February 16, 2020

The Proximity Fuze Part 1

WWII was full of startling technical feats. Some of these are well-known, such as the Manhattan Project and the various code-breaking initiatives. Others are more obscure, things like the various guided weapon programs. But one project managed to revolutionize a facet of warfare, literally doubling effectiveness, but has languished in obscurity: the proximity fuze.

Any attempt to shoot down aircraft with unguided weapons runs into a simple problem. The sky is big and airplanes are relatively small. At low altitude, this can be countered by a high rate of fire, but small bullets quickly lose velocity, so another solution is needed for targets at high altitude. The traditional solution is to fit the shells fired by heavier guns with time fuzes, set to go off at the point the shell should be nearest to the target. This raises another problem, though. Now, instead of just trying to get a shell to meet the airplane in three dimensions, you have to match it in four or it will either detonate short of the target or go sailing harmlessly by. Even a perfect match wasn't a guarantee of success, as the time fuzes are not perfect and can only be counted on to detonate within 100 yards of the desired point, a variance significantly greater than the lethal radius of the shell. As a result, the US 5"/38 gun required an average of 654 time fuzed shells for each enemy plane shot down in the Pacific. The question on the lips of every gunnery officer was simple. "Why can't they make a fuze that knows when to go off?"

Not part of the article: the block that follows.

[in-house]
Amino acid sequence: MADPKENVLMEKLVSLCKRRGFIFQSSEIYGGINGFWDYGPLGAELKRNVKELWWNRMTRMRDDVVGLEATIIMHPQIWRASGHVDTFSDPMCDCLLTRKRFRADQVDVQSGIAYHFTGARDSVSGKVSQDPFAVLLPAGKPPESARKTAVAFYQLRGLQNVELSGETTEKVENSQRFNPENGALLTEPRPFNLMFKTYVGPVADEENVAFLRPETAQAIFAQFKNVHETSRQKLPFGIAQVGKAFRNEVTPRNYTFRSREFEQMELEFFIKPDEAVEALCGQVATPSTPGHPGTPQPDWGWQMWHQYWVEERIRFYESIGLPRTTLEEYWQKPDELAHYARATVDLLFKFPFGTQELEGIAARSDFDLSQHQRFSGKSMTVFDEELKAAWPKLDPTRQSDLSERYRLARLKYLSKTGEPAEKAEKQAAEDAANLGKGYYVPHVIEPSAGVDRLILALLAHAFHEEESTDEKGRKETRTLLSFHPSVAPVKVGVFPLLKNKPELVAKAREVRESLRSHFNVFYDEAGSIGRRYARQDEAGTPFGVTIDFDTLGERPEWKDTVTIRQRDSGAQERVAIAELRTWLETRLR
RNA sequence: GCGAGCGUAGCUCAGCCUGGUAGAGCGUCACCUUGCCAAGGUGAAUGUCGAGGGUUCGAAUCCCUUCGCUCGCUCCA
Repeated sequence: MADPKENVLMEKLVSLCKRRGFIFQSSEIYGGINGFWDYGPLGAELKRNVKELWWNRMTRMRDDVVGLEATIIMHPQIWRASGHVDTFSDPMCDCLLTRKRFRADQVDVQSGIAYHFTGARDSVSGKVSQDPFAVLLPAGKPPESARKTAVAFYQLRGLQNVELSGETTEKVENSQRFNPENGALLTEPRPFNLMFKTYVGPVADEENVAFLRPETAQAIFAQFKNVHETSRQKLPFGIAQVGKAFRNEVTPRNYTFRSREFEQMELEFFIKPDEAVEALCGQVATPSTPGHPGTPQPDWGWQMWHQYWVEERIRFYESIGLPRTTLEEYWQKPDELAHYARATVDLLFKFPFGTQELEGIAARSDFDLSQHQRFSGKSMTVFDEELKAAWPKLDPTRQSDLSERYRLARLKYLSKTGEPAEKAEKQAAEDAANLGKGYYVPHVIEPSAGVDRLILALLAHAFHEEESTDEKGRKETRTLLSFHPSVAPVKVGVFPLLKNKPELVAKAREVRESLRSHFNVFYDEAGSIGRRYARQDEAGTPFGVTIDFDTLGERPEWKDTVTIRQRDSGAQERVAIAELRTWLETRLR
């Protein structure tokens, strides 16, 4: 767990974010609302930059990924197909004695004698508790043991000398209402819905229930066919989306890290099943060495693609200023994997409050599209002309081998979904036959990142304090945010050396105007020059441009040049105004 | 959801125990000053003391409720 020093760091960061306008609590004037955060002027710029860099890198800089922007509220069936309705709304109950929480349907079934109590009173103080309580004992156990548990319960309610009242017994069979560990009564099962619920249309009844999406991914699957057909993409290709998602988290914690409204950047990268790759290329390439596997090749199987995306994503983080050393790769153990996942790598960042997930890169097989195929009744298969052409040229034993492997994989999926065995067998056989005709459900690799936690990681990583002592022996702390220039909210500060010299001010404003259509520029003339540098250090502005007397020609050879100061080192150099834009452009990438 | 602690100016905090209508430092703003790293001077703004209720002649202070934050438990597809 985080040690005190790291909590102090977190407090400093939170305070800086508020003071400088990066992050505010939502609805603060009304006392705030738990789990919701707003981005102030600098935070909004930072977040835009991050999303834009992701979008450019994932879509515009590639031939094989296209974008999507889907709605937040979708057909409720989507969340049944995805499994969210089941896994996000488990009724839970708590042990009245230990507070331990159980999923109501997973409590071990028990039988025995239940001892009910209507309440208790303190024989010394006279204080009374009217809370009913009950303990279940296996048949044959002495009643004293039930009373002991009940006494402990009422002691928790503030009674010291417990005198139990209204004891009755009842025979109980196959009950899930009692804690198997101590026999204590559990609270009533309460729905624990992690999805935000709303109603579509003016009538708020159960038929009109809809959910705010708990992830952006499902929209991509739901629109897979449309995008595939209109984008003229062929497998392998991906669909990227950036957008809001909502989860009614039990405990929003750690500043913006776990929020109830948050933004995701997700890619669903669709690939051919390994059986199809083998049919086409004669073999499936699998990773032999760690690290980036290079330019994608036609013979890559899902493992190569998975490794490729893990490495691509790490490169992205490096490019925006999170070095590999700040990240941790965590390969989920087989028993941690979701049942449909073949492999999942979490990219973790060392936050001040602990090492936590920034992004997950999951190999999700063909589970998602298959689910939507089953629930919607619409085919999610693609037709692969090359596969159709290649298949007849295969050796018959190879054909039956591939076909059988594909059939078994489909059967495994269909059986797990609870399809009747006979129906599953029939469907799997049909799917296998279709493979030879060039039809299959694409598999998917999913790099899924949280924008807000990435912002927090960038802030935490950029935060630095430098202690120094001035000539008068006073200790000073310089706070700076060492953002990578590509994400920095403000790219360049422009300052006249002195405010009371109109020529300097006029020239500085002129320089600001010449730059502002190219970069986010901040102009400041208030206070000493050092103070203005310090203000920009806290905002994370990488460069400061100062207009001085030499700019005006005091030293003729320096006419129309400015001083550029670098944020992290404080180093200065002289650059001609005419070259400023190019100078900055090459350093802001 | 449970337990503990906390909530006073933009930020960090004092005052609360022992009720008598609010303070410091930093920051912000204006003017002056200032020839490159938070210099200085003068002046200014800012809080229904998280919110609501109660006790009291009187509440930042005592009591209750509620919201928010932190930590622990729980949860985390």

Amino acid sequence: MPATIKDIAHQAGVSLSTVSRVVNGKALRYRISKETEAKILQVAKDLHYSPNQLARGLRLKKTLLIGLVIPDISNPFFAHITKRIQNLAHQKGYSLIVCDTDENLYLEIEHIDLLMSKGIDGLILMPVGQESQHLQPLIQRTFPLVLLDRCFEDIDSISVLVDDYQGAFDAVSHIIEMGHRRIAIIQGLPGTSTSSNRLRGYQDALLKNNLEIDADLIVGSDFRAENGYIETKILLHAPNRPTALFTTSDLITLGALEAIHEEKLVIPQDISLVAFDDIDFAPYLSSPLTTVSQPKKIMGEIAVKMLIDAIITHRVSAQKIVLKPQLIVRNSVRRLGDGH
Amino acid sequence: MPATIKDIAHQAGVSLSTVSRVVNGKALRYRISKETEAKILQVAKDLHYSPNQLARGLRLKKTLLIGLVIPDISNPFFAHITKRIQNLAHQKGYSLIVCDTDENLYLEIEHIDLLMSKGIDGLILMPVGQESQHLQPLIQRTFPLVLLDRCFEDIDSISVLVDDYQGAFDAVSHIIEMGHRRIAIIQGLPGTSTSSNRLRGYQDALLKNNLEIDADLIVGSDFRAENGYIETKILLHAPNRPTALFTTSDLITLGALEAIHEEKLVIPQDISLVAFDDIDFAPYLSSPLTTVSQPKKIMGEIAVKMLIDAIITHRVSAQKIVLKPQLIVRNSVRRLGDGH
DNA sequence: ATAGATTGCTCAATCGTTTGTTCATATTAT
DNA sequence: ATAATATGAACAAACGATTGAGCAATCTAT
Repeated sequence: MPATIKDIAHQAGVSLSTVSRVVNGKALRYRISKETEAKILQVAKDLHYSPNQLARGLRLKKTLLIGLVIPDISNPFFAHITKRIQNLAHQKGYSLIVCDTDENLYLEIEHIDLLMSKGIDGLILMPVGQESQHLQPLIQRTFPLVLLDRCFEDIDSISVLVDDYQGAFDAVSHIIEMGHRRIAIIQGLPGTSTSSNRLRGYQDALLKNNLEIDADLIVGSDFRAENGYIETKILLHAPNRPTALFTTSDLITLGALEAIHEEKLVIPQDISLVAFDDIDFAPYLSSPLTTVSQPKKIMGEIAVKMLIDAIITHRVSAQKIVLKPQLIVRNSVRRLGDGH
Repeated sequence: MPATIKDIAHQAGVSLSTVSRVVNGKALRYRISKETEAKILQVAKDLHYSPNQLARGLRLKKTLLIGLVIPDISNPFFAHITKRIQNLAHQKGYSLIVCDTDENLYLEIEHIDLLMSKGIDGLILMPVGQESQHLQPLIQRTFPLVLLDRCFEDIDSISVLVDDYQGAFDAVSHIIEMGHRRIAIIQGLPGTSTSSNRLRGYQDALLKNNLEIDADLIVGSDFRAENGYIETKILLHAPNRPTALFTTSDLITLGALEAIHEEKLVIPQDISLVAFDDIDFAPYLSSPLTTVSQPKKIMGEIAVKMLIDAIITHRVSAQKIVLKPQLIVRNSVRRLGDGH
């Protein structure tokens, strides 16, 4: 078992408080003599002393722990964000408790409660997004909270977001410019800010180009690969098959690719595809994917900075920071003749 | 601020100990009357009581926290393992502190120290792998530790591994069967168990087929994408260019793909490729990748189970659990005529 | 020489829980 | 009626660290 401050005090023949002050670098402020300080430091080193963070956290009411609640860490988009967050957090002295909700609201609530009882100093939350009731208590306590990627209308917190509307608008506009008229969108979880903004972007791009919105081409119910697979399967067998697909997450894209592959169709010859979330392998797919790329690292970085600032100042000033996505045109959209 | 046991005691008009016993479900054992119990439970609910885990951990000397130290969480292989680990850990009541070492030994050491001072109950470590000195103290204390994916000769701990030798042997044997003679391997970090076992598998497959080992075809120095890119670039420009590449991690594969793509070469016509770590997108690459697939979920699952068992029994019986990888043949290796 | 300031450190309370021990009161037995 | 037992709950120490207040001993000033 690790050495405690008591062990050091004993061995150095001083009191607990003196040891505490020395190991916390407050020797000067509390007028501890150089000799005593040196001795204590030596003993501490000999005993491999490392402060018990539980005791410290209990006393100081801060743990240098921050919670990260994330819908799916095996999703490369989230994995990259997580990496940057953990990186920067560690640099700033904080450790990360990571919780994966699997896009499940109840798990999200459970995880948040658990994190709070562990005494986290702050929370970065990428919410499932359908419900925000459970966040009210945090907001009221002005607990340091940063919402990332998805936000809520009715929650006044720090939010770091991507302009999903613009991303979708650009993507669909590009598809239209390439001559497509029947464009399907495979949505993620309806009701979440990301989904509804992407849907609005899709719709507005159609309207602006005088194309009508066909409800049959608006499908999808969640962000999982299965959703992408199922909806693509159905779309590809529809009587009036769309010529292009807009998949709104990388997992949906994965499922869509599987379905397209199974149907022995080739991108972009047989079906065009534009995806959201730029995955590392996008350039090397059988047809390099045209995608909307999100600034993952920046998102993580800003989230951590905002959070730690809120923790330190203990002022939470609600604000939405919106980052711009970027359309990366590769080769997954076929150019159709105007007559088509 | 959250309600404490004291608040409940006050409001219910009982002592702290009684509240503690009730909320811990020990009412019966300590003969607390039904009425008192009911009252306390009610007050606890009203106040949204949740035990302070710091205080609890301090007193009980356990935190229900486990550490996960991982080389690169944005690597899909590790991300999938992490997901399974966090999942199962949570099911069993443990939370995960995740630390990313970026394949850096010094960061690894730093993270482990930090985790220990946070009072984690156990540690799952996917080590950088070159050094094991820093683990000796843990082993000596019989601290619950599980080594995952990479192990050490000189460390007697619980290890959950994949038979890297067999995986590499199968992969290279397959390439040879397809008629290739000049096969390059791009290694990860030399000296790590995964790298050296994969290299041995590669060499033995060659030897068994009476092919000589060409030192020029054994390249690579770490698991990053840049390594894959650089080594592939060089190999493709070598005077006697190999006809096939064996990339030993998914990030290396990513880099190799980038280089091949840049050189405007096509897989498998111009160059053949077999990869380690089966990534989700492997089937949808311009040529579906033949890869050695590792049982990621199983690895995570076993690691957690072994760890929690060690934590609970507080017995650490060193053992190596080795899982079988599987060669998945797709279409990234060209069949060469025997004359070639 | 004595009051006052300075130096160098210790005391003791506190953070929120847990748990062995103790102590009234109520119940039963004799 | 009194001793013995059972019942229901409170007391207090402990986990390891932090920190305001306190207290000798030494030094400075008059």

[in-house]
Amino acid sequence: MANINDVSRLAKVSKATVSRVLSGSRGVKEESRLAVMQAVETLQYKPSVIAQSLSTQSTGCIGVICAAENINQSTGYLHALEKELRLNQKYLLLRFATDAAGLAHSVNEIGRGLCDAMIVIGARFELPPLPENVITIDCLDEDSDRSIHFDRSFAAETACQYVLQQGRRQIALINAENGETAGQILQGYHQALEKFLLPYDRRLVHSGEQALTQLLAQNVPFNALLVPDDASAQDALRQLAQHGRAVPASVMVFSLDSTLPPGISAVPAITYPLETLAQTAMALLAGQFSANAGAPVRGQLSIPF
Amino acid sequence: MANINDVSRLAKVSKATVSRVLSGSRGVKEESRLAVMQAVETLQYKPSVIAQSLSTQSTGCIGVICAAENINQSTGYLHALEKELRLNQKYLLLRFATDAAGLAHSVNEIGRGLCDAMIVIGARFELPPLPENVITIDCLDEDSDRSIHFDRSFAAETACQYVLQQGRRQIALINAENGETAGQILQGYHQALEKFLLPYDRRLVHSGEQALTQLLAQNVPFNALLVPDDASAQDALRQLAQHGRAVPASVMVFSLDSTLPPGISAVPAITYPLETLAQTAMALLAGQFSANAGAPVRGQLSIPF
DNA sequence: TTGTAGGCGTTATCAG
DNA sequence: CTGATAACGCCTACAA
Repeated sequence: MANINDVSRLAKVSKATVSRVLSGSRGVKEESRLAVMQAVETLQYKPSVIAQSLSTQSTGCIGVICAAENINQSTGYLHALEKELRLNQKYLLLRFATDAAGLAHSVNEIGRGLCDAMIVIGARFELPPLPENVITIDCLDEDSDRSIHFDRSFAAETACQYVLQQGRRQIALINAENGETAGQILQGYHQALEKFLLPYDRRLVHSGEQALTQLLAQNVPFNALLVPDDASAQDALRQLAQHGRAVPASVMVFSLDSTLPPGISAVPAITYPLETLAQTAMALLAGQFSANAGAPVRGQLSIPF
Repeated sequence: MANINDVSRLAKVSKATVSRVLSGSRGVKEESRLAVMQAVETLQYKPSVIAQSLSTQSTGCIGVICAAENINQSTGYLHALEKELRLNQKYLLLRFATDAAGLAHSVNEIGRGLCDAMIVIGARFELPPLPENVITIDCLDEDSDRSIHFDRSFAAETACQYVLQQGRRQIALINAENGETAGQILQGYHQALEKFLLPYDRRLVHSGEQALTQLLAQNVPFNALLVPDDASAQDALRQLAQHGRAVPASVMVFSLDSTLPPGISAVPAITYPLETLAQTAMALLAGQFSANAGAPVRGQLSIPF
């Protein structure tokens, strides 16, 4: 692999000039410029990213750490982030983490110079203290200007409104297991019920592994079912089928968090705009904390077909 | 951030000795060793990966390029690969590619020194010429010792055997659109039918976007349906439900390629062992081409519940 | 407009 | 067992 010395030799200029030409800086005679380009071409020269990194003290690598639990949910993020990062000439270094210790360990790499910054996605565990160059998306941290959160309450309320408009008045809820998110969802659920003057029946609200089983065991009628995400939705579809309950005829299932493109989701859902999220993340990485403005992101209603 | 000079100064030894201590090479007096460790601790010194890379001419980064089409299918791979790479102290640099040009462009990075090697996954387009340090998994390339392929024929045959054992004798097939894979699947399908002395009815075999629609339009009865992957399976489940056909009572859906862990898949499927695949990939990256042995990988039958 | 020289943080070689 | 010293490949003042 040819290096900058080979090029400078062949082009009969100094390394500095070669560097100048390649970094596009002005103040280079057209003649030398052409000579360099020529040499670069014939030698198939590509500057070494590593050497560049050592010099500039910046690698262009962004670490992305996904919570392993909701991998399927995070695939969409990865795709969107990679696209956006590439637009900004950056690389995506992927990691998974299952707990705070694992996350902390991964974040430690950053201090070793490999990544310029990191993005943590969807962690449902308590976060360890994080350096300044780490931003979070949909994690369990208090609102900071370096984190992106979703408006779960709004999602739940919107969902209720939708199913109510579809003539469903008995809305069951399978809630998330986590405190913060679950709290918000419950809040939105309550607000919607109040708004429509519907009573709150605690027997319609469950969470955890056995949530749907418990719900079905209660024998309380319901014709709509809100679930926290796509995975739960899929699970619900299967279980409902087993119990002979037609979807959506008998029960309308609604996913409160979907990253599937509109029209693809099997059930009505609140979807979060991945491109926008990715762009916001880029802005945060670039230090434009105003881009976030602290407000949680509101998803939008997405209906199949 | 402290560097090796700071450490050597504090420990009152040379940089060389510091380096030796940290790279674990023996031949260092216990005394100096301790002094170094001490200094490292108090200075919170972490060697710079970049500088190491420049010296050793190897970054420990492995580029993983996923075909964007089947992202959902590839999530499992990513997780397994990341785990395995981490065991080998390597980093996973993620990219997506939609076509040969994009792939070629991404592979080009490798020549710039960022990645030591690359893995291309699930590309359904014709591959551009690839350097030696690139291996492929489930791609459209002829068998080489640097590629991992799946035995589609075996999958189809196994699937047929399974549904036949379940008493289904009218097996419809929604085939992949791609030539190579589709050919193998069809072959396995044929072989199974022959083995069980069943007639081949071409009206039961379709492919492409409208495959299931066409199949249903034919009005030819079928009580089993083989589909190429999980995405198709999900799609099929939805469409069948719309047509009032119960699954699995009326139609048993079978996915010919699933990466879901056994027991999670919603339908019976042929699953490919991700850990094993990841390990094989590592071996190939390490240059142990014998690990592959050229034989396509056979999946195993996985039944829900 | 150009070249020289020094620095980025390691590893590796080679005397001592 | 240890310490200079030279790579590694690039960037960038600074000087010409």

The answer was a proximity fuze, so called because it was set off by the proximity of the target, and interest in such a device stretched back to before the outbreak of war. There were lots of potential solutions to the problem, ranging from acoustic (microphones set to detect the sound of aircraft engines) to photoelectric (set off by seeing the target using some extremely clever electronics) to magnetic (detecting the metal in the target, much like magnetic mines do). The Germans alone had over 30 proximity fuze programs, covering all of these methods and more. All of them could be made to work in the lab, but miniaturizing them to fit into a weapon, and making them cheap and reliable enough to be useful in combat, was a tall order. Initially, most work focused on bombs and rockets, which didn't have to face the extreme accelerations or high spin speeds of shells, and usually had more space for complicated fuzes.


The Receiver-Transmitter Circuit